Mark van Breugel

Structure and assembly mechanisms of centrioles

Figure 1: EM micrograph showing two centrioles in cross section (bottom left) and longitudinal section (top left). The triplet nature of the centriole wall and its nine-fold symmetry can be seen clearly. Scale bar: 100 nm.

Centrioles are large and complex cell organelles that form the core of centrosomes and are essential for templating cilia and flagella. These structures are important for many cellular functions like cell division, fluid movement, motility, and sensing. Thus, it is not surprising that centriole dysfunction is associated with many human diseases such as microcephaly, ciliopathies and also cancer and infertility.

In the past many centriole components have been identified by genetic, cell biological and biochemical methods, but how they come together to make functional centrioles is an unresolved question. The architecture of centrioles has so far been studied by low-resolution methods. These showed centrioles to be 9-fold symmetric, barrel-shaped structures with the centriole wall built of microtubule triplets (Figure 1). My lab aims to elucidate how the centriolar components build-up centrioles and what precise role these components have in proper centriole functioning.

Using a combination of cell biology, biochemistry and X-ray crystallography, we recently showed how a critical assembly intermediate of centrioles is organised and how this contributes to the establishment of the 9-fold symmetry of centrioles (Figure 1). Our goal is now to understand how the centriolar assembly is extended from this intermediate and what the other important centriolar components do in this process.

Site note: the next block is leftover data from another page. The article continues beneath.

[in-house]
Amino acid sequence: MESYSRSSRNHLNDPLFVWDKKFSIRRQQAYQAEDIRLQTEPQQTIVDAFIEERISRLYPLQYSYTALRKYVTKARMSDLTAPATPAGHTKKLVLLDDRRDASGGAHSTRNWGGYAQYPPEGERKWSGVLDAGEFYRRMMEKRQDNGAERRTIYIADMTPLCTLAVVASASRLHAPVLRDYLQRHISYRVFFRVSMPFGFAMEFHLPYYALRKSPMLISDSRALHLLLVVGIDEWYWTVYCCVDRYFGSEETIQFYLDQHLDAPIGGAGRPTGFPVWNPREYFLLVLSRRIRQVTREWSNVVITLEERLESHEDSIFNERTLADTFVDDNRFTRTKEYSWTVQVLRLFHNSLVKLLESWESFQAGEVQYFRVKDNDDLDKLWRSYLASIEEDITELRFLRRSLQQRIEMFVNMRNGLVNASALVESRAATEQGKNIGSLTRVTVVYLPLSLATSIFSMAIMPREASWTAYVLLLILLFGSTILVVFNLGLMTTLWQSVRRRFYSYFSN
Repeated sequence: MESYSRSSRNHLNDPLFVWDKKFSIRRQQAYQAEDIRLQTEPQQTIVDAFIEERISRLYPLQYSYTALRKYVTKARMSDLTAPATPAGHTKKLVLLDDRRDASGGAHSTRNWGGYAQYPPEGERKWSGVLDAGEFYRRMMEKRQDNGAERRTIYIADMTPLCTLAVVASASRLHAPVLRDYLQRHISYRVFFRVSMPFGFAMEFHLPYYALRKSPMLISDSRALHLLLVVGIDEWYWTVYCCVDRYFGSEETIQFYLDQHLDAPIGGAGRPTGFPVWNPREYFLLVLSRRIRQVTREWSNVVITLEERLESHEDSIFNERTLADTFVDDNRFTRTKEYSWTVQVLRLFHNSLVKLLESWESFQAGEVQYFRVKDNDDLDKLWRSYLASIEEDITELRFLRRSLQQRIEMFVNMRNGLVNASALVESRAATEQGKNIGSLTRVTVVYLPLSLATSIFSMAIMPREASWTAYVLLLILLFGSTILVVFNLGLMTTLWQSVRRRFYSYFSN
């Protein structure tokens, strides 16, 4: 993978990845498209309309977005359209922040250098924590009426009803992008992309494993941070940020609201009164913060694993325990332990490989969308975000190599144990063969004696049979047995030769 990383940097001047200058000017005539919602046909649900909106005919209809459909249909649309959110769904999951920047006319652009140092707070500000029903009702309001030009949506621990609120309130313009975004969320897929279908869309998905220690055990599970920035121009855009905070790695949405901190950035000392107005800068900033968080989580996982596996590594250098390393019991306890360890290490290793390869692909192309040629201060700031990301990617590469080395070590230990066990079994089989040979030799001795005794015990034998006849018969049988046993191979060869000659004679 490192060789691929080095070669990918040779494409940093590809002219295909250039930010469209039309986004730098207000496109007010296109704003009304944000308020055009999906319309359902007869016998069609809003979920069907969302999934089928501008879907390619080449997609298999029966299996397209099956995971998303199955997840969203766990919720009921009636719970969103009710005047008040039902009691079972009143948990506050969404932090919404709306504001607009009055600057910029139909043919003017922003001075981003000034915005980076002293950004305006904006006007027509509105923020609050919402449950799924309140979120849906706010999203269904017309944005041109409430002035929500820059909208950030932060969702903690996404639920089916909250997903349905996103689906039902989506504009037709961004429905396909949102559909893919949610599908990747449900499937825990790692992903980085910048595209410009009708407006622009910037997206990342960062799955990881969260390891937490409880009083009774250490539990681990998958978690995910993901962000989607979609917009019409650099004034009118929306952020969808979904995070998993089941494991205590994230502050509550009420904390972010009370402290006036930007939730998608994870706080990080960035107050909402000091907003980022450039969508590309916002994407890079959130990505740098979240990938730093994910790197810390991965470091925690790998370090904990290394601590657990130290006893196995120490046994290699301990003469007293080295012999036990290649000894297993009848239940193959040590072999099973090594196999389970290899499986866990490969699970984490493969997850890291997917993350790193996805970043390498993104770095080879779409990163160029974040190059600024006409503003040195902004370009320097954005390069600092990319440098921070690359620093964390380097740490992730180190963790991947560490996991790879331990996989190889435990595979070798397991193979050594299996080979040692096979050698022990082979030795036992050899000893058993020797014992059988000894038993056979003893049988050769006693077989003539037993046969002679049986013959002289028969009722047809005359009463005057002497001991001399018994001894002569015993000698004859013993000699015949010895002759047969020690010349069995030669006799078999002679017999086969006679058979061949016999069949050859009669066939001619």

Figure 2: Left: Simplified scheme of a cross section through a freshly formed centriole. The cartwheel structure (Cw.) in the middle of centrioles templates their assembly and determines their symmetry. Mt.: Microtubule. The cartwheel is degraded after centrioles are formed and is therefore not seen in the centriole shown in Figure 1. The localisation of the conserved centriolar protein SAS-6 is shown in green. Right: A close-up of the cartwheel hub that shows how it is organised structurally through the self-assembly of SAS-6 Right: A close-up of the cartwheel hub that shows how it is organised structurally through the self-assembly of SAS-6.

Figure 3: Scheme of a freshly formed centriole as in Figure 2 but tilted (modified from Gopalakrishnan et al., Nat Commun. 2011; 2:359). The challenge ahead is to understand how this schematic organisation of centrioles is achieved on a structural level through the assembly of centriolar components and how this process is regulated.

Selected Papers

Group Members

  • Ivan Rosa e Silva
  • Marike van Roon